Local firms sink $120m on subs
Foreign Affairs and Defence Correspondent, The Australian
Small and medium enterprises face an estimated $120m hit from the cancellation of the Attack-class submarines, after investing in new systems, equipment, security and personnel to win contracts with France’s Naval Group.
The defence industry estimates the 600 contractors that had qualified as Naval Group suppliers, including 400 with signed contracts, spent an average of $200,000 each in the hope of securing 30-plus years of work on the $90bn program. The Australian Industry & Defence Network surveyed its 1500 members to determine the impact of the government’s submarine decision on domestic firms, finding many had invested heavily on the expectation of rich returns.
One firm said it had outlaid $3.4m on new systems, equipment and personnel to become a Naval Group supplier. It said it would now have to sack about 50 per cent of its workforce, because “all the employees brought on to this program are no longer required”.
Another said: “We have invested considerable time and money into the Attack-class program, in the order of $1m. We will now need to substitute other business to cover future expected business losses (due to) the cancellation.”
A third said: “To date the company has invested $400,000 to qualify to obtain contracts on the Attack-class program. This is now sunk investment with no opportunity to recover costs.”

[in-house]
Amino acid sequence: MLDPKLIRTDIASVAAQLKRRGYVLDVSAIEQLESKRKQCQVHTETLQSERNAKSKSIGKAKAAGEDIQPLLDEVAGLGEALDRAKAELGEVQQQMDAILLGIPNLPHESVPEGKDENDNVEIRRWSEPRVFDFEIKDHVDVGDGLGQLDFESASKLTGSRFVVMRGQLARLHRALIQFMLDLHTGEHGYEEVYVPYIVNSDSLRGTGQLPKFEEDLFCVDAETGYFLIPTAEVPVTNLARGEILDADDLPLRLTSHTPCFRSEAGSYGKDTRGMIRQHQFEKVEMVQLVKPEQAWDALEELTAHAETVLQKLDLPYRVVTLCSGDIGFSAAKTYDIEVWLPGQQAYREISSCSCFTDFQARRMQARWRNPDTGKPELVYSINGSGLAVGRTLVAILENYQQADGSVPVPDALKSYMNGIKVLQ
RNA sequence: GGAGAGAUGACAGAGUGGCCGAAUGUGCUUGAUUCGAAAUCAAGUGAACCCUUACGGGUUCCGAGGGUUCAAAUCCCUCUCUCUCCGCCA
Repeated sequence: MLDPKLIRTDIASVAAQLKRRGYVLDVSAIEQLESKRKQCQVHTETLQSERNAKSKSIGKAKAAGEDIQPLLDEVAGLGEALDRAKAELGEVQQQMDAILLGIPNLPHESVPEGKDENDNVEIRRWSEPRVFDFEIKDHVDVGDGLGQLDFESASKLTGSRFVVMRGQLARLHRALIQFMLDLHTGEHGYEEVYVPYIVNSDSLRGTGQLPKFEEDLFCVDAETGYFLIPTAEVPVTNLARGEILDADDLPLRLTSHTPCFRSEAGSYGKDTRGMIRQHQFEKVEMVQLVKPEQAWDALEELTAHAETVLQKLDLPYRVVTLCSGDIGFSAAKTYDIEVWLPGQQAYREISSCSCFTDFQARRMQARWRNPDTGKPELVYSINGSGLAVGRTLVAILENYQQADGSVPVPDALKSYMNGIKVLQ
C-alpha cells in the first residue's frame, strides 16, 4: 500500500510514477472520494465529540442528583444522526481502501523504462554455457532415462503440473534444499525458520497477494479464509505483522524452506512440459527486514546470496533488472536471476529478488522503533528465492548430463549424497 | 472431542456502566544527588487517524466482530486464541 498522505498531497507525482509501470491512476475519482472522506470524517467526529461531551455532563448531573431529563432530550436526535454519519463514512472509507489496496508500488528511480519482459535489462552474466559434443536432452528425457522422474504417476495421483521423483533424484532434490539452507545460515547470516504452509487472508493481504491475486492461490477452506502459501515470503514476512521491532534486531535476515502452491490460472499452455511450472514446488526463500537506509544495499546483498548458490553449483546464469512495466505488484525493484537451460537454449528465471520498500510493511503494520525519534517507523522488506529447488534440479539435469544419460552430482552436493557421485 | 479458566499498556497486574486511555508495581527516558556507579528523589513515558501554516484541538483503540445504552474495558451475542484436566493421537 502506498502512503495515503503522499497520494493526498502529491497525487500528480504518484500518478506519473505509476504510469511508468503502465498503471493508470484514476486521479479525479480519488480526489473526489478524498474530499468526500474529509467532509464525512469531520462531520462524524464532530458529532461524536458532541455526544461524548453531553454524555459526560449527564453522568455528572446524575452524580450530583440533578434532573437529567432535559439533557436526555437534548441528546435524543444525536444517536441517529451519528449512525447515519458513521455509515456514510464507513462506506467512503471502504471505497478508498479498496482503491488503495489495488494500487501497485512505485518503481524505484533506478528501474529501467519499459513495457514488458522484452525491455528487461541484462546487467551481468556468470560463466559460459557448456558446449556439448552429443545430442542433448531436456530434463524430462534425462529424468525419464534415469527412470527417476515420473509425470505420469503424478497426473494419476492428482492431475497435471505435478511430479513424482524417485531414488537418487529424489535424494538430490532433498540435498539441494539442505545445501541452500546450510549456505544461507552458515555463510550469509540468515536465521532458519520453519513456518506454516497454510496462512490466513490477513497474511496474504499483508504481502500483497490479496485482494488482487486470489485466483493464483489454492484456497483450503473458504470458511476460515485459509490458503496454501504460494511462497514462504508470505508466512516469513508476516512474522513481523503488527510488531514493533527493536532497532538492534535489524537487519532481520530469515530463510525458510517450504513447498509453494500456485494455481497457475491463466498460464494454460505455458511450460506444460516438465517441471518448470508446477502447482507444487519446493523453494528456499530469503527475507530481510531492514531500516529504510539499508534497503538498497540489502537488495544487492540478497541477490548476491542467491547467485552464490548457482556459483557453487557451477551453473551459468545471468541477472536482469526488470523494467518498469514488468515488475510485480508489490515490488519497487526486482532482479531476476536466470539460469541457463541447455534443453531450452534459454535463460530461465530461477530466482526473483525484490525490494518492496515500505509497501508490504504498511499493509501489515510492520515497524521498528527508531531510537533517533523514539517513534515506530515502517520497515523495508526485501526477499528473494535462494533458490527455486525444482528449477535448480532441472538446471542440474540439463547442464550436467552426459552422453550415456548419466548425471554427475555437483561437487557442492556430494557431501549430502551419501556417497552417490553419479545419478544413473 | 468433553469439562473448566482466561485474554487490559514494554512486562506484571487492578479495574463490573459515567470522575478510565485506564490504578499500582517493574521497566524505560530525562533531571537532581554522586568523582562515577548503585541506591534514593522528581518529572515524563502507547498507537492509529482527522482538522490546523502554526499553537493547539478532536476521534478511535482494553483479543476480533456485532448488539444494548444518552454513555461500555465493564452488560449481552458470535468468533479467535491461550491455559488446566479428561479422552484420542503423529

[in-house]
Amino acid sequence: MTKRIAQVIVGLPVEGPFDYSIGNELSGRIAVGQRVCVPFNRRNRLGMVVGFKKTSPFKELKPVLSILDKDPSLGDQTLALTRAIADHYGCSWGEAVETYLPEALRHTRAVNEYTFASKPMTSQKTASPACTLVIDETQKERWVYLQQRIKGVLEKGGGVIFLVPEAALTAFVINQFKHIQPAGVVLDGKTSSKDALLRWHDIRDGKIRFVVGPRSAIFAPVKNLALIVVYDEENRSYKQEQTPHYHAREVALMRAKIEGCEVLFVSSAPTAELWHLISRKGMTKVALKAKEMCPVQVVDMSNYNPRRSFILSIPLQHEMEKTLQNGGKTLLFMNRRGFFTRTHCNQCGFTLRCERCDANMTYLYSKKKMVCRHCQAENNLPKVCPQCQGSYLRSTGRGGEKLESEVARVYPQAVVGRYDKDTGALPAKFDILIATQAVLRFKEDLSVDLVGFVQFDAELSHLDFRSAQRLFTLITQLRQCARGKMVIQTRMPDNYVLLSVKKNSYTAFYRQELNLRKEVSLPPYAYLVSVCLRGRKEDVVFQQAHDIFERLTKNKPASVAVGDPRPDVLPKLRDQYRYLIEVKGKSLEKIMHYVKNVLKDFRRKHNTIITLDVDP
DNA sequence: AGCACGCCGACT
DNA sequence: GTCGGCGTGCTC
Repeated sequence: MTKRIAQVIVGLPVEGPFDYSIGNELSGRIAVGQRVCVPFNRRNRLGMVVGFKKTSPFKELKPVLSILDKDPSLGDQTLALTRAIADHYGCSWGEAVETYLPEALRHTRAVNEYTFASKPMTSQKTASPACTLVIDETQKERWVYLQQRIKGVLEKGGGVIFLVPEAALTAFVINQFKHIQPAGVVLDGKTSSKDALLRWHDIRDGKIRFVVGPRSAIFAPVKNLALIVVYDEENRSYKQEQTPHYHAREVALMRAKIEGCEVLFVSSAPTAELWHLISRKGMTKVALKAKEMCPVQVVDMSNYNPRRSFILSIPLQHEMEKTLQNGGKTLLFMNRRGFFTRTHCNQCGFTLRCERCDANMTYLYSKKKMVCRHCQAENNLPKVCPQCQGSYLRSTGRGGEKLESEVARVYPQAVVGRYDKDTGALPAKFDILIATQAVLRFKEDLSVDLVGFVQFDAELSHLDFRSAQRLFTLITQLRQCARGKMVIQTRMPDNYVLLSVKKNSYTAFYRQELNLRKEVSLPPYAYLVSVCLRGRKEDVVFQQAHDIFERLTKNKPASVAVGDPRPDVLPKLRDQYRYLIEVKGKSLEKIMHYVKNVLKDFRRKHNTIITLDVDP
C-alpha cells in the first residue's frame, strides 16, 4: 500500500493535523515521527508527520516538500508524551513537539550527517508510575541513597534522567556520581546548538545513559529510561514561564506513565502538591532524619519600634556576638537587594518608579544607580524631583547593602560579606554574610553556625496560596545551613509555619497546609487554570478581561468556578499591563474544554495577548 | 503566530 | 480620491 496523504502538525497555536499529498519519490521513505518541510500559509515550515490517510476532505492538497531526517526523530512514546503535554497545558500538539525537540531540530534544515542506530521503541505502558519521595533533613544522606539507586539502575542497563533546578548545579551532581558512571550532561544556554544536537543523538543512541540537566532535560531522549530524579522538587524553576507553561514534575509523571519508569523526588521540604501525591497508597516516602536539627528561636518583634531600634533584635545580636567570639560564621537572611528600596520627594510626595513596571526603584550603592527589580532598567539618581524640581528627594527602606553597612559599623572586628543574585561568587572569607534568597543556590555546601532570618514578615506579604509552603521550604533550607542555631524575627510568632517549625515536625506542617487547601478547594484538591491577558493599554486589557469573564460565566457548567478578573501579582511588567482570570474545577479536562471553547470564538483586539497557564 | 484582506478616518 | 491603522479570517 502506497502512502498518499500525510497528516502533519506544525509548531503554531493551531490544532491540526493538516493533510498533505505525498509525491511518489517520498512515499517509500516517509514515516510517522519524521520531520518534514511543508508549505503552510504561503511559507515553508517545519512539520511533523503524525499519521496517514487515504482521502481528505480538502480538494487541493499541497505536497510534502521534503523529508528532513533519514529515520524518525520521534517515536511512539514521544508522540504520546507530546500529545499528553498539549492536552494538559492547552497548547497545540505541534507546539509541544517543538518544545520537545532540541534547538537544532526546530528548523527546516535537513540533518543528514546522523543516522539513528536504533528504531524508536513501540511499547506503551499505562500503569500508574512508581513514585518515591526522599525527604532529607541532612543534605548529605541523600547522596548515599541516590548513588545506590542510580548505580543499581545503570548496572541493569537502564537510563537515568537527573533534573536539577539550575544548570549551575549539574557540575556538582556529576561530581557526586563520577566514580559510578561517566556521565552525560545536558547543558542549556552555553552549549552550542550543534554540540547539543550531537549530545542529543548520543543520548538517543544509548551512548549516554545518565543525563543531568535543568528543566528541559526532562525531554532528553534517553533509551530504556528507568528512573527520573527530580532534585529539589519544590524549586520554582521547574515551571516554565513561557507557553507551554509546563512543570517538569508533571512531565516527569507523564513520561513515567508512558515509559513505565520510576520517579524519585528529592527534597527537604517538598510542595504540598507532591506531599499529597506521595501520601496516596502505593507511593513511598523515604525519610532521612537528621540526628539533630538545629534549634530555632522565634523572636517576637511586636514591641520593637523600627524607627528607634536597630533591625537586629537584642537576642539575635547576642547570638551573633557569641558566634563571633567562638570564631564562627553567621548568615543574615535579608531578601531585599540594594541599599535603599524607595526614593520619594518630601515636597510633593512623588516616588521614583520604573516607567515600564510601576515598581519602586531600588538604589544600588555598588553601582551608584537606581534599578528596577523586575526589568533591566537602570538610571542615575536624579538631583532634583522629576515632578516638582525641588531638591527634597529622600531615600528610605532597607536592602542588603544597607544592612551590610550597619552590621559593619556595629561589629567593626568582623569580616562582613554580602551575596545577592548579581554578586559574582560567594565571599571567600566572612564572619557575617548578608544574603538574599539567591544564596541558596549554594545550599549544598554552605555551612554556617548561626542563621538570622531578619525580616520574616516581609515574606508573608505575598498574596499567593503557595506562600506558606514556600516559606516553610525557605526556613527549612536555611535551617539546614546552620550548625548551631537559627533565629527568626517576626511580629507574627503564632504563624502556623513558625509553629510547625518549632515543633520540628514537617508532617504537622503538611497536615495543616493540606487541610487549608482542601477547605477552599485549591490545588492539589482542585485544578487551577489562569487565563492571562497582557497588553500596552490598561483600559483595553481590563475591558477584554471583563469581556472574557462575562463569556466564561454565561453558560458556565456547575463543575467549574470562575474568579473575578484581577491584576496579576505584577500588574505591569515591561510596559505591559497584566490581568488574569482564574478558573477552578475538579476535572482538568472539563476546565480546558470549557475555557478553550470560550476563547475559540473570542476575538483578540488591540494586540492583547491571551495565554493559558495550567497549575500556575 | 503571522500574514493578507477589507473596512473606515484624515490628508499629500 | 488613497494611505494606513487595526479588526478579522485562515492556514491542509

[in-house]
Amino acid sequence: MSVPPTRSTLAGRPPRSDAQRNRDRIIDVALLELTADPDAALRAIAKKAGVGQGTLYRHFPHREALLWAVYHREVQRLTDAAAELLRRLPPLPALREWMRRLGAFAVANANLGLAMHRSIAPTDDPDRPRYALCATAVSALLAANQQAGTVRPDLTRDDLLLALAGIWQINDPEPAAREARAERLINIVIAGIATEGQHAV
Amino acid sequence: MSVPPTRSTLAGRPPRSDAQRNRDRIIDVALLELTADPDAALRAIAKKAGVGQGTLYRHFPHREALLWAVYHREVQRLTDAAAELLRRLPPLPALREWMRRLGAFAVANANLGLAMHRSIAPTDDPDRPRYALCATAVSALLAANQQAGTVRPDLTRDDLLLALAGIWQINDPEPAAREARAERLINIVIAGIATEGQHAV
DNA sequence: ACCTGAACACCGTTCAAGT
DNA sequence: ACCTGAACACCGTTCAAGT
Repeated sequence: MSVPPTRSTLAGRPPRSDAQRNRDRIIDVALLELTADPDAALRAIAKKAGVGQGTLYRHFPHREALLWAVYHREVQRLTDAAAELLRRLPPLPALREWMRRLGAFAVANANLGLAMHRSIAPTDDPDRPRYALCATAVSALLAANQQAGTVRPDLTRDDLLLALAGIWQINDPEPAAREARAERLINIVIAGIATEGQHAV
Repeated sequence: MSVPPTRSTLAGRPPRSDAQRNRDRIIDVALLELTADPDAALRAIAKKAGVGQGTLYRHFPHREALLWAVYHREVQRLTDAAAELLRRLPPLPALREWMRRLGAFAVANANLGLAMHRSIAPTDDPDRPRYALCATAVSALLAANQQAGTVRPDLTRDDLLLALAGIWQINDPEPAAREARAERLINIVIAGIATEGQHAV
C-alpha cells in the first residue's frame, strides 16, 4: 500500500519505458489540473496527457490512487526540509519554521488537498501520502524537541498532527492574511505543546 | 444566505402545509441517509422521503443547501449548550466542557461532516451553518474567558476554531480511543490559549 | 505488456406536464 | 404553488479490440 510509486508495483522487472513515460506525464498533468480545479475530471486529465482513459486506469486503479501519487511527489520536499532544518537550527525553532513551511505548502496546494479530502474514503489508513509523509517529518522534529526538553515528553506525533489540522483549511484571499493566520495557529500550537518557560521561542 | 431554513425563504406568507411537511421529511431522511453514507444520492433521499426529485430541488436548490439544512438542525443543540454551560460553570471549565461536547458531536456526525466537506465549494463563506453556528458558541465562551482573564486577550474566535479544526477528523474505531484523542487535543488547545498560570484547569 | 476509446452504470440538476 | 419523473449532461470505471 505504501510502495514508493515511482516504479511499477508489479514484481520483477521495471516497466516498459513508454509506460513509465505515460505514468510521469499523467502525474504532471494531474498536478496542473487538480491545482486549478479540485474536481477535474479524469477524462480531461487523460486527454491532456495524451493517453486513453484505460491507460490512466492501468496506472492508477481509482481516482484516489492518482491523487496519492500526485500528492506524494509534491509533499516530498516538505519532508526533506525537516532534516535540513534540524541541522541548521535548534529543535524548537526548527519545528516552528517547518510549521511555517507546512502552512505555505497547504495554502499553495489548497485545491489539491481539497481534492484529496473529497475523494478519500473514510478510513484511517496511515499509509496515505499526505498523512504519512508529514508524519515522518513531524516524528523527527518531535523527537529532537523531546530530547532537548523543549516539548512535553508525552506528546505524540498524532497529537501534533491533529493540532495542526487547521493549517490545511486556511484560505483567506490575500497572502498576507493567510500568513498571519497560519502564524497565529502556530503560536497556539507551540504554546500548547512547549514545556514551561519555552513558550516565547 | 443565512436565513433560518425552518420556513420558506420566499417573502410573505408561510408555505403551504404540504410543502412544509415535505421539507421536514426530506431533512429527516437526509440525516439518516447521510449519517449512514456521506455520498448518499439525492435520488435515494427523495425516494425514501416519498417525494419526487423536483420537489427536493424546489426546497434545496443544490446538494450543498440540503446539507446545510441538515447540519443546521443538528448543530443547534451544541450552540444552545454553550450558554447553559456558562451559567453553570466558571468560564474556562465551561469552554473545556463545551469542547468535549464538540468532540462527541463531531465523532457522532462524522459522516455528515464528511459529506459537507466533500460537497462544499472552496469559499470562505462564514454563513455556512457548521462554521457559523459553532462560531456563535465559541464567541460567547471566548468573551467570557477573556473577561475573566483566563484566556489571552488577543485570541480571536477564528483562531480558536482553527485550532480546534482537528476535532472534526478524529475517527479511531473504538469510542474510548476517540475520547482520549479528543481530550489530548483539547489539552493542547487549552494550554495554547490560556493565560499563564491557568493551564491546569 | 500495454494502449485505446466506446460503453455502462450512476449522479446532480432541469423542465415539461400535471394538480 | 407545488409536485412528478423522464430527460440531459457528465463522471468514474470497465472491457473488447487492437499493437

All of the companies declined to be named, fearing they would miss out on future defence business if they spoke out publicly.
AIDN chief executive Brent Clark said companies that had been strongly encouraged by the government to pursue opportunities on the Attack-class subs program were now counting the costs.
“For member companies entering and concluding the pre-qualification phase and then implementing the upgrading and upskilling as advised by Naval Group, this figure appears to be in the general order of $200,000,” Mr Clark said.
Naval Group sources said $200,000 was a reasonable and “possibly conservative” estimate of the average investment by firms that had achieved qualified supplier status. A termination process is under way for firms that had progressed to contract stage, but qualification costs are unlikely to be recoverable.
Mr Clark said firms that qualified as suppliers should be prioritised for other Defence programs.
The government’s decision to buy nuclear-powered US or British boats that won’t enter construction until the end of the decade at the earliest has left the government’s defence industry agenda in disarray.
It has vowed to build the nuclear boats in Adelaide, but many defence experts say rising strategic threats mean some or all of them should be built overseas.
Defence Industry Minister Melissa Price said firms that had contracts with Naval Group and combat system supplier Lockheed Martin would not be abandoned.
“I want to assure those businesses that I have their backs,” she told The Australian.
“As has been flagged previously, Australian SMEs with contracts with Naval Group or Lockheed Martin will go through a contract termination process.
“There are also SMEs that did not have contracts … but were preparing their business to compete with other SMEs for opportunities in it. We must ensure that they are fully supported as they seek out those opportunities.”
Ms Price said an “SME support cell” had been created within Defence to help affected firms bid for other contracts. She said there was “no doubt immense” benefits would flow to Australia’s defence industry from the decision to acquire nuclear submarines.